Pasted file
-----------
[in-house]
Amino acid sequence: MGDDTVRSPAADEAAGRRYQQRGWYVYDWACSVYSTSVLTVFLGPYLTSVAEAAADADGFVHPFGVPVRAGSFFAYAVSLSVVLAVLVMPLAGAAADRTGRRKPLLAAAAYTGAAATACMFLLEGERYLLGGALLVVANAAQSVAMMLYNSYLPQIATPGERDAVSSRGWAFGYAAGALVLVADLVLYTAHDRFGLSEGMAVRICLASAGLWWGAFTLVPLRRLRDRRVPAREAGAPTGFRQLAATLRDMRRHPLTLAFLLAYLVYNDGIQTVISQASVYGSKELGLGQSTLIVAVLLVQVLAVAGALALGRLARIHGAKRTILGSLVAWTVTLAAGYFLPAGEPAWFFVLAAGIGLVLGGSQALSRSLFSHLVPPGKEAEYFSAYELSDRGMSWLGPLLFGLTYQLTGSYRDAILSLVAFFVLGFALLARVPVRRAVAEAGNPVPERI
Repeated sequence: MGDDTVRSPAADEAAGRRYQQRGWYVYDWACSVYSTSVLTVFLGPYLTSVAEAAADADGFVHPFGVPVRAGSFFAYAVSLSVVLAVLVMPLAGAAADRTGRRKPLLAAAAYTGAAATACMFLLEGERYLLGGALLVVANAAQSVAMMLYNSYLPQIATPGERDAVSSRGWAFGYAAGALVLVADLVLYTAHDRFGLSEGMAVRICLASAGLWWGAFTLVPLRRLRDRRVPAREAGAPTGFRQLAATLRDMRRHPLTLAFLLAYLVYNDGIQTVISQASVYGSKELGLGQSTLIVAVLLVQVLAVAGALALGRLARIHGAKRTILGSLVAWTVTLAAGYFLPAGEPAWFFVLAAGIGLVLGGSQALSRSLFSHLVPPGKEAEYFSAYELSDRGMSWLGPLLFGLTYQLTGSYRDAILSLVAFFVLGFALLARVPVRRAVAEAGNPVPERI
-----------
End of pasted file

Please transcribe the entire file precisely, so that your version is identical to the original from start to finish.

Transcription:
[in-house]
Amino acid sequence: MGDDTVRSPAADEAAGRRYQQRGWYVYDWACSVYSTSVLTVFLGPYLTSVAEAAADADGFVHPFGVPVRAGSFFAYAVSLSVVLAVLVMPLAGAAADRTGRRKPLLAAAAYTGAAATACMFLLEGERYLLGGALLVVANAAQSVAMMLYNSYLPQIATPGERDAVSSRGWAFGYAAGALVLVADLVLYTAHDRFGLSEGMAVRICLASAGLWWGAFTLVPLRRLRDRRVPAREAGAPTGFRQLAATLRDMRRHPLTLAFLLAYLVYNDGIQTVISQASVYGSKELGLGQSTLIVAVLLVQVLAVAGALALGRLARIHGAKRTILGSLVAWTVTLAAGYFLPAGEPAWFFVLAAGIGLVLGGSQALSRSLFSHLVPPGKEAEYFSAYELSDRGMSWLGPLLFGLTYQLTGSYRDAILSLVAFFVLGFALLARVPVRRAVAEAGNPVPERI
Repeated sequence: MGDDTVRSPAADEAAGRRYQQRGWYVYDWACSVYSTSVLTVFLGPYLTSVAEAAADADGFVHPFGVPVRAGSFFAYAVSLSVVLAVLVMPLAGAAADRTGRRKPLLAAAAYTGAAATACMFLLEGERYLLGGALLVVANAAQSVAMMLYNSYLPQIATPGERDAVSSRGWAFGYAAGALVLVADLVLYTAHDRFGLSEGMAVRICLASAGLWWGAFTLVPLRRLRDRRVPAREAGAPTGFRQLAATLRDMRRHPLTLAFLLAYLVYNDGIQTVISQASVYGSKELGLGQSTLIVAVLLVQVLAVAGALALGRLARIHGAKRTILGSLVAWTVTLAAGYFLPAGEPAWFFVLAAGIGLVLGGSQALSRSLFSHLVPPGKEAEYFSAYELSDRGMSWLGPLLFGLTYQLTGSYRDAILSLVAFFVLGFALLARVPVRRAVAEAGNPVPERI